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I am working on a health care application mainly developed in asp.net with Oracle 11g as backend. In its current state the application is divided into 3 layers i-e UI, BLL and DAL. Since the BLL and DAL are class library projects they are deployed as single dll (one dll for BLL and other for DAL). Recently the software was reviewed an another developer who came up with the suggestion to divide whole software into separate modules each having its own projects and database i-e inventory module as InventoryUI (asp.net Web Application project, InventoryBLL (Class Library project) and InventoryDAL(Class Library project). All modules getting three different projects with separate database communicating with each other through web services.

So my questions are

  1. Is this suggested architecture better than what we have?
  2. Is it better to have more than one dll for BLL and DAL. What are the pros and cons.
  3. Is it better to have more than one databases for single application? How?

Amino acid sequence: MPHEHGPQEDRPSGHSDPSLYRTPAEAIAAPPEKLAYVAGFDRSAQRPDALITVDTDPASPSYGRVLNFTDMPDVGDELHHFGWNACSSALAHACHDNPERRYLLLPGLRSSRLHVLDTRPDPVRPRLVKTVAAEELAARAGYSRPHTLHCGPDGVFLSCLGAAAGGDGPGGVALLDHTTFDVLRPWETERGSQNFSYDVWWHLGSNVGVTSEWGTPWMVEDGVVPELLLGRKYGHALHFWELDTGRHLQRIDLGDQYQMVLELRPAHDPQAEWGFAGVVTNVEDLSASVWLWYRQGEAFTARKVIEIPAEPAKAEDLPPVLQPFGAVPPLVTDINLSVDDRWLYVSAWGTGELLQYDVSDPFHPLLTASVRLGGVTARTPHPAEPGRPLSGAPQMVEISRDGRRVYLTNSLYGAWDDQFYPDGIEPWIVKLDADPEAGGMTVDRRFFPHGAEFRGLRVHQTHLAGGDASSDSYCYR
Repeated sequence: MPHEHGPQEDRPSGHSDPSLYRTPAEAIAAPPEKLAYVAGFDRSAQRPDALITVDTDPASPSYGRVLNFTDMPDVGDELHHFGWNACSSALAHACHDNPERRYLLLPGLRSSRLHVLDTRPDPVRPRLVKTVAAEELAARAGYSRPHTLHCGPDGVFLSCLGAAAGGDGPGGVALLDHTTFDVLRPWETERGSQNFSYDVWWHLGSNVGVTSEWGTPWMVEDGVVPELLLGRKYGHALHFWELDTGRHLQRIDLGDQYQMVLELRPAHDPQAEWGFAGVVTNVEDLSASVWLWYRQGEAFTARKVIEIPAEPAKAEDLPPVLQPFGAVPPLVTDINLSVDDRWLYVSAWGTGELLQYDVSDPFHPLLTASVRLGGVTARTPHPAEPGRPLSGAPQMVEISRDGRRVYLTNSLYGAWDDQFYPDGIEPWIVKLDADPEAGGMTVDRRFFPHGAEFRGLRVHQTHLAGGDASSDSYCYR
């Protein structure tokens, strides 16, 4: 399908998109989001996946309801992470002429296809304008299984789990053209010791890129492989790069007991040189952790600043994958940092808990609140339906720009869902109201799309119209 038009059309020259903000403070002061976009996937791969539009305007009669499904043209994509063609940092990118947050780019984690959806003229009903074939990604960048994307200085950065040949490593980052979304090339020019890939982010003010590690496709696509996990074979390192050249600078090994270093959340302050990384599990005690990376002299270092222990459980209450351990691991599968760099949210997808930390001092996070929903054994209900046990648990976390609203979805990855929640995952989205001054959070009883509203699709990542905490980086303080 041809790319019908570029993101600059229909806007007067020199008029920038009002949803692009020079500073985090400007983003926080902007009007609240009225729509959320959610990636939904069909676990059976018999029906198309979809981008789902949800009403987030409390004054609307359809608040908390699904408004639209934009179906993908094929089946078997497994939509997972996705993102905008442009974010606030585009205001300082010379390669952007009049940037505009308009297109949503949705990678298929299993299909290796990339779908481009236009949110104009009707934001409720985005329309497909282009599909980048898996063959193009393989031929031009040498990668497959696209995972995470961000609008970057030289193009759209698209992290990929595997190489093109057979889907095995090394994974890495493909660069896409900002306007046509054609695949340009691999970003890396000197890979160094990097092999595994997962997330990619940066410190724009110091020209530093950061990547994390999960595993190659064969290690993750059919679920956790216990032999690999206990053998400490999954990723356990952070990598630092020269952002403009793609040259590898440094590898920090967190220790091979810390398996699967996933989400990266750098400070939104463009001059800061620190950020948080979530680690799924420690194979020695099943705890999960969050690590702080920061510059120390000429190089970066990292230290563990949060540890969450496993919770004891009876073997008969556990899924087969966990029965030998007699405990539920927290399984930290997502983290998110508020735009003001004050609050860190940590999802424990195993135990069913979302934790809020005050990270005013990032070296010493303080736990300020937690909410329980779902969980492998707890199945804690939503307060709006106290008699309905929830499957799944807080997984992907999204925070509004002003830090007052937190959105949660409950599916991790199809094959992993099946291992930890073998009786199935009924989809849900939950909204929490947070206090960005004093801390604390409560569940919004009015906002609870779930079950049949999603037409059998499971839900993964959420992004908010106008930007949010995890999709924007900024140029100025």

Any links, suggestion are more than welcome.

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5 Answers 5

up vote 3 down vote accepted

The advantages to physically separating your modules is that it permits the work to be logically broken up amongst different teams. In your case you could have an Inventory team who is responsible for all things inventory related, they publish an API, and to all other teams the inventory module's underpinnings are a black box. This is an advantage to tackling complexity in your domain.

The disadvantage is if your project is small you may introduce a lot more complexity in the software development and deployment process, especially if you do something like go across process (or machine) barriers.

  1. The suggested architecture may be better based on the needs of the project especially in regards to size. Some compromise may be a better approach as well - if you find that you may have dozens or a hundred modules grouping similar modules together is a practical approach.